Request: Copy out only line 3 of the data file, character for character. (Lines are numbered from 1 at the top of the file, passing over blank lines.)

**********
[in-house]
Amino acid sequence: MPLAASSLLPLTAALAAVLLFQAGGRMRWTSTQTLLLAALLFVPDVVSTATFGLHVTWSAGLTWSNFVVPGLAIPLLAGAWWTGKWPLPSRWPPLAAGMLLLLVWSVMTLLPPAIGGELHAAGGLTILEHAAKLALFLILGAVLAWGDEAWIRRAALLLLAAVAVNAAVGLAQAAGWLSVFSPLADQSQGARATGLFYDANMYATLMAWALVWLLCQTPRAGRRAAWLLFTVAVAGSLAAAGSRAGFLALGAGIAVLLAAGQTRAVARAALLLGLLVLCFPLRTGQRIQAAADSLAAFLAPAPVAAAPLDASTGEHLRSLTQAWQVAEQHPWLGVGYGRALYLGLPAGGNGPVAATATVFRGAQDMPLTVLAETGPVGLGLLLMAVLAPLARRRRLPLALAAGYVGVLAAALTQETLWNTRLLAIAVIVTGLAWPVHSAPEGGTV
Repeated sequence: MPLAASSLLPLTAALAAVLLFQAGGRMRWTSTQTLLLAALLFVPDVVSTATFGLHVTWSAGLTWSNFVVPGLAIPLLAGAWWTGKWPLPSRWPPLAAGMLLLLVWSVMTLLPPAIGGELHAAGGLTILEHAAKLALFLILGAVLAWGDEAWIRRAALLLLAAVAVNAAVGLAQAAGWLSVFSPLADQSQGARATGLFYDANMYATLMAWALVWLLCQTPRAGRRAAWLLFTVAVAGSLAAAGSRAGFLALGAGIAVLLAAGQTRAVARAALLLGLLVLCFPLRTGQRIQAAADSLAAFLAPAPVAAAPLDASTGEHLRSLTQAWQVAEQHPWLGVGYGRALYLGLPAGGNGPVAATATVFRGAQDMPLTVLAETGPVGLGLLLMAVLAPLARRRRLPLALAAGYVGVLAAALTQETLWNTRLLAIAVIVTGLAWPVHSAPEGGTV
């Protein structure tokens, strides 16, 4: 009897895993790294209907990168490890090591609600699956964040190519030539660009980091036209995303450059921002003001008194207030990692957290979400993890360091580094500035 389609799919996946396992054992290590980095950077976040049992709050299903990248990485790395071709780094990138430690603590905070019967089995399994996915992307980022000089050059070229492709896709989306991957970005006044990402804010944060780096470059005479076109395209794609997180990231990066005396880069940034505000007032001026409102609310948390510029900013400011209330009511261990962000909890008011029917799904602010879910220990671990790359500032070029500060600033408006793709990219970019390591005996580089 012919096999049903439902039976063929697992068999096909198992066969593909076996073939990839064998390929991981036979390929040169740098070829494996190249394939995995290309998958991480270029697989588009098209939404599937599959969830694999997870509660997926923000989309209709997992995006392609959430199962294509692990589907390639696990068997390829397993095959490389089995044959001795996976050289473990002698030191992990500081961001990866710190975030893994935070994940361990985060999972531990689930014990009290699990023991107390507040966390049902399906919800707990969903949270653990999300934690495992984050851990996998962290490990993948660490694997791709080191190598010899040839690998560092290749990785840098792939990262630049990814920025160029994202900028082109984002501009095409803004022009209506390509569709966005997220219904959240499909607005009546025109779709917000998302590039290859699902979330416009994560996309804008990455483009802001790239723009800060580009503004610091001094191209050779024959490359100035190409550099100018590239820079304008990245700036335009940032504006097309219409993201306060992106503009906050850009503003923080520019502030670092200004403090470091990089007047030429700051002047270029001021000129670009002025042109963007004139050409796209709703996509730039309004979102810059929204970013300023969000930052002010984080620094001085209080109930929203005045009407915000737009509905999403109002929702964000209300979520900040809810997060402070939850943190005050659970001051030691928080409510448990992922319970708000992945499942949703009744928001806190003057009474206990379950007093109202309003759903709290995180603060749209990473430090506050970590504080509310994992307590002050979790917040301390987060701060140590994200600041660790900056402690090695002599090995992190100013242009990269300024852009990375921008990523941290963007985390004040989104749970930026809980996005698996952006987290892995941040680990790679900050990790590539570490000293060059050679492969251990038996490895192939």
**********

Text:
Repeated sequence: MPLAASSLLPLTAALAAVLLFQAGGRMRWTSTQTLLLAALLFVPDVVSTATFGLHVTWSAGLTWSNFVVPGLAIPLLAGAWWTGKWPLPSRWPPLAAGMLLLLVWSVMTLLPPAIGGELHAAGGLTILEHAAKLALFLILGAVLAWGDEAWIRRAALLLLAAVAVNAAVGLAQAAGWLSVFSPLADQSQGARATGLFYDANMYATLMAWALVWLLCQTPRAGRRAAWLLFTVAVAGSLAAAGSRAGFLALGAGIAVLLAAGQTRAVARAALLLGLLVLCFPLRTGQRIQAAADSLAAFLAPAPVAAAPLDASTGEHLRSLTQAWQVAEQHPWLGVGYGRALYLGLPAGGNGPVAATATVFRGAQDMPLTVLAETGPVGLGLLLMAVLAPLARRRRLPLALAAGYVGVLAAALTQETLWNTRLLAIAVIVTGLAWPVHSAPEGGTV